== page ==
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Open accessJournal ArticleDOI: 10.1136/BMJ.N423

SARS-CoV-2 lateral flow assays for possible use in national covid-19 seroprevalence surveys (React 2): diagnostic accuracy study.

02 Mar 2021-BMJ (BMJ Publishing Group)-Vol. 372
Abstract: Objective To evaluate the performance of new lateral flow immunoassays (LFIAs) suitable for use in a national coronavirus disease 2019 (covid-19) seroprevalence programme (real time assessment of community transmission 2—React 2). Design Diagnostic accuracy study. Setting Laboratory analyses were performed in the United Kingdom at Imperial College, London and university facilities in London. Research clinics for finger prick sampling were run in two affiliated NHS trusts. Participants Sensitivity analyses were performed on sera stored from 320 previous participants in the React 2 programme with confirmed previous severe acute respiratory syndrome coronavirus 2 (SARS-CoV-2) infection. Specificity analyses were performed on 1000 prepandemic serum samples. 100 new participants with confirmed previous SARS-CoV-2 infection attended study clinics for finger prick testing. Interventions Laboratory sensitivity and specificity analyses were performed for seven LFIAs on a minimum of 200 serum samples from participants with confirmed SARS-CoV-2 infection and 500 prepandemic serum samples, respectively. Three LFIAs were found to have a laboratory sensitivity superior to the finger prick sensitivity of the LFIA currently used in React 2 seroprevalence studies (84%). These LFIAs were then further evaluated through finger prick testing on participants with confirmed previous SARS-CoV-2 infection: two LFIAs (Surescreen, Panbio) were evaluated in clinics in June-July 2020 and the third LFIA (AbC-19) in September 2020. A spike protein enzyme linked immunoassay and hybrid double antigen binding assay were used as laboratory reference standards. Main outcome measures The accuracy of LFIAs in detecting immunoglobulin G (IgG) antibodies to SARS-CoV-2 compared with two reference standards. Results The sensitivity and specificity of seven new LFIAs that were analysed using sera varied from 69% to 100%, and from 98.6% to 100%, respectively (compared with the two reference standards). Sensitivity on finger prick testing was 77% (95% confidence interval 61.4% to 88.2%) for Panbio, 86% (72.7% to 94.8%) for Surescreen, and 69% (53.8% to 81.3%) for AbC-19 compared with the reference standards. Sensitivity for sera from matched clinical samples performed on AbC-19 was significantly higher with serum than finger prick at 92% (80.0% to 97.7%, P=0.01). Antibody titres varied considerably among cohorts. The numbers of positive samples identified by finger prick in the lowest antibody titre quarter varied among LFIAs. Conclusions One new LFIA was identified with clinical performance suitable for potential inclusion in seroprevalence studies. However, none of the LFIAs tested had clearly superior performance to the LFIA currently used in React 2 seroprevalence surveys, and none showed sufficient sensitivity and specificity to be considered for routine clinical use.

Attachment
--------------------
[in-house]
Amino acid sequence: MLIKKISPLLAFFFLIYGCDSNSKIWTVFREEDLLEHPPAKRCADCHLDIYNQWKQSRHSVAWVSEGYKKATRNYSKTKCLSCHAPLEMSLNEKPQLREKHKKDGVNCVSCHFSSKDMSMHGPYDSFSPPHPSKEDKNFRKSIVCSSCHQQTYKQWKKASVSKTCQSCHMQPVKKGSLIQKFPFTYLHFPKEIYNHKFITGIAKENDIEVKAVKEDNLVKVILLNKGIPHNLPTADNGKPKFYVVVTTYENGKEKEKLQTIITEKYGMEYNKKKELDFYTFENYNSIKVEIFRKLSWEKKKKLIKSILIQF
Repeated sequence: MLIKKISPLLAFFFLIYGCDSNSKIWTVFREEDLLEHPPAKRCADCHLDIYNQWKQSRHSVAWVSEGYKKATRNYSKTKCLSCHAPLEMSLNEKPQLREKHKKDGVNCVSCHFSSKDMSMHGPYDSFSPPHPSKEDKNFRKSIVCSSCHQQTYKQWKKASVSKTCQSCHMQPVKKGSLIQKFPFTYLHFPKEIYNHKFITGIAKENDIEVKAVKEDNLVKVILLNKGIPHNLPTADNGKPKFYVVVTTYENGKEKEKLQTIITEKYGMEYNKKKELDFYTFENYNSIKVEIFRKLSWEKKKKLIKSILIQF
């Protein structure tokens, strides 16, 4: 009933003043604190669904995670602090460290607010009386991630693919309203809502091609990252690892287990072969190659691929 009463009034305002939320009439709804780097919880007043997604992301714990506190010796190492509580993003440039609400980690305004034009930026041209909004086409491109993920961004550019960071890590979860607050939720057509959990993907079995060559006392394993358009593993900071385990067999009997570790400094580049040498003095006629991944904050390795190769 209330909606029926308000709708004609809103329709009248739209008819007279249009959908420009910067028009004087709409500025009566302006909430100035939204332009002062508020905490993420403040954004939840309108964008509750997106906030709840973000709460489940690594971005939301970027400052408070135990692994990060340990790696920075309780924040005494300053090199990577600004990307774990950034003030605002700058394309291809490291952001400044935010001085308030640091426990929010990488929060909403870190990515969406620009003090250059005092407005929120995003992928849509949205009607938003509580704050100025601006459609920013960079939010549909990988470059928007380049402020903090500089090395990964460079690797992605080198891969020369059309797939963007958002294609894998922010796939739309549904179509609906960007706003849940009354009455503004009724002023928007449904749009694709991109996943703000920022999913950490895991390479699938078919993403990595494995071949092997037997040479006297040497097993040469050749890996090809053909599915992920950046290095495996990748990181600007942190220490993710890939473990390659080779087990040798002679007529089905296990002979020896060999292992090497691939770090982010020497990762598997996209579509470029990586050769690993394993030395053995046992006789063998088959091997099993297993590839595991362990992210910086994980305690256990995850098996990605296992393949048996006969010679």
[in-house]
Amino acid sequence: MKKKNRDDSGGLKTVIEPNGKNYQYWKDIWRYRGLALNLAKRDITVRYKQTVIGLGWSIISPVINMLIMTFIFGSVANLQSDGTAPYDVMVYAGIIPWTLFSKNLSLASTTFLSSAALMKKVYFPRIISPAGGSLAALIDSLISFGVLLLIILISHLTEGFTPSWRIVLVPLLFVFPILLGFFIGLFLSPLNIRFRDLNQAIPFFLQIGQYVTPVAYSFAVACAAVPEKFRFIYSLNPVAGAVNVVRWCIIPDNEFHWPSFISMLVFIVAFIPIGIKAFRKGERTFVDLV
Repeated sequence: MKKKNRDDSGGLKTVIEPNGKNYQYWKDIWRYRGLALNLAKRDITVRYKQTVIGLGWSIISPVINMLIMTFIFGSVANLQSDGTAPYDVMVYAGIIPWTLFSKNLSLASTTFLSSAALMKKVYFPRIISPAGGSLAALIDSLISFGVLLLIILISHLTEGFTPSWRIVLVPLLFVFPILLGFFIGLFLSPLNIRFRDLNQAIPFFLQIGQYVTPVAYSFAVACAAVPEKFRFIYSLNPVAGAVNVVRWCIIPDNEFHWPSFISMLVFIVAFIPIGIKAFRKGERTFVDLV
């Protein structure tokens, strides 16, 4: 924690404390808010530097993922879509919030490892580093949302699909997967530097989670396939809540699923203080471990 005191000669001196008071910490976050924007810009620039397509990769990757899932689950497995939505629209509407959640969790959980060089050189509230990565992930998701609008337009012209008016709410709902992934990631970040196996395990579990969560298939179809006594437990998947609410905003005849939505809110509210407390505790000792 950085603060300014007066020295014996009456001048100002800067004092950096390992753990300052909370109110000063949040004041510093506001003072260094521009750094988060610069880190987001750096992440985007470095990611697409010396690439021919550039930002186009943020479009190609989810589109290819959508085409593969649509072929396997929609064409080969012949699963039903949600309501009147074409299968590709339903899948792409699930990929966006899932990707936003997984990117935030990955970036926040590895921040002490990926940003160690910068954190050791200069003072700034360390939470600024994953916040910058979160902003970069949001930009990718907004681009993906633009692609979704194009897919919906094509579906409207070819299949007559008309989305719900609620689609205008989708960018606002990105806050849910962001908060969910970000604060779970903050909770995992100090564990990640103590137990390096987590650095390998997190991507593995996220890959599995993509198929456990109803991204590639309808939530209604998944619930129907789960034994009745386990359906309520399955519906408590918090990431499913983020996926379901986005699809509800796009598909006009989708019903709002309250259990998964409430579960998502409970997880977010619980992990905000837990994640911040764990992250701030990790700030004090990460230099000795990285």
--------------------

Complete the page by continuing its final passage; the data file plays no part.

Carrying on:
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17 results found


Open accessPosted ContentDOI: 10.1101/2021.06.15.21258542
Peter Horby1, M Mafham1, Leon Peto1, Mark Campbell1  +30 moreInstitutions (16)
16 Jun 2021-medRxiv
Abstract: BackgroundREGEN-COV is a combination of 2 monoclonal antibodies (casirivimab and imdevimab) that bind to two different sites on the receptor binding domain of the SARS-CoV-2 spike protein. We aimed to evaluate the efficacy and safety of REGEN-COV in patients admitted to hospital with COVID-19. MethodsIn this randomised, controlled, open-label platform trial, several possible treatments were compared with usual care in patients hospitalised with COVID-19. Eligible and consenting patients were randomly allocated (1:1) to either usual standard of care alone (usual care group) or usual care plus a single dose of REGEN-COV 8g (casirivimab 4g and imdevimab 4g) by intravenous infusion (REGEN-COV group). The primary outcome was 28-day mortality assessed first among patients without detectable antibodies to SARS-CoV-2 at randomisation (seronegative) and then in the overall population. The trial is registered with ISRCTN (50189673) and clinicaltrials.gov (NCT04381936). FindingsBetween 18 September 2020 and 22 May 2021, 9785 patients were randomly allocated to receive usual care plus REGEN-COV or usual care alone, including 3153 (32%) seronegative patients, 5272 (54%) seropositive patients and 1360 (14%) patients with unknown baseline antibody status. In the primary efficacy population of seronegative patients, 396 (24%) of 1633 patients allocated to REGEN-COV and 451 (30%) of 1520 patients allocated to usual care died within 28 days (rate ratio 0{middle dot}80; 95% CI 0{middle dot}70-0{middle dot}91; p=0{middle dot}0010). In an analysis involving all randomised patients (regardless of baseline antibody status), 944 (20%) of 4839 patients allocated to REGEN-COV and 1026 (21%) of 4946 patients allocated to usual care died within 28 days (rate ratio 0{middle dot}94; 95% CI 0{middle dot}86-1{middle dot}03; p=0{middle dot}17). The proportional effect of REGEN-COV on mortality differed significantly between seropositive and seronegative patients (p value for heterogeneity = 0{middle dot}001). InterpretationIn patients hospitalised with COVID-19, the monoclonal antibody combination of casirivimab and imdevimab (REGEN-COV) reduced 28-day mortality among patients who were seronegative at baseline. FundingUK Research and Innovation (Medical Research Council) and National Institute of Health Research (Grant ref: MC_PC_19056).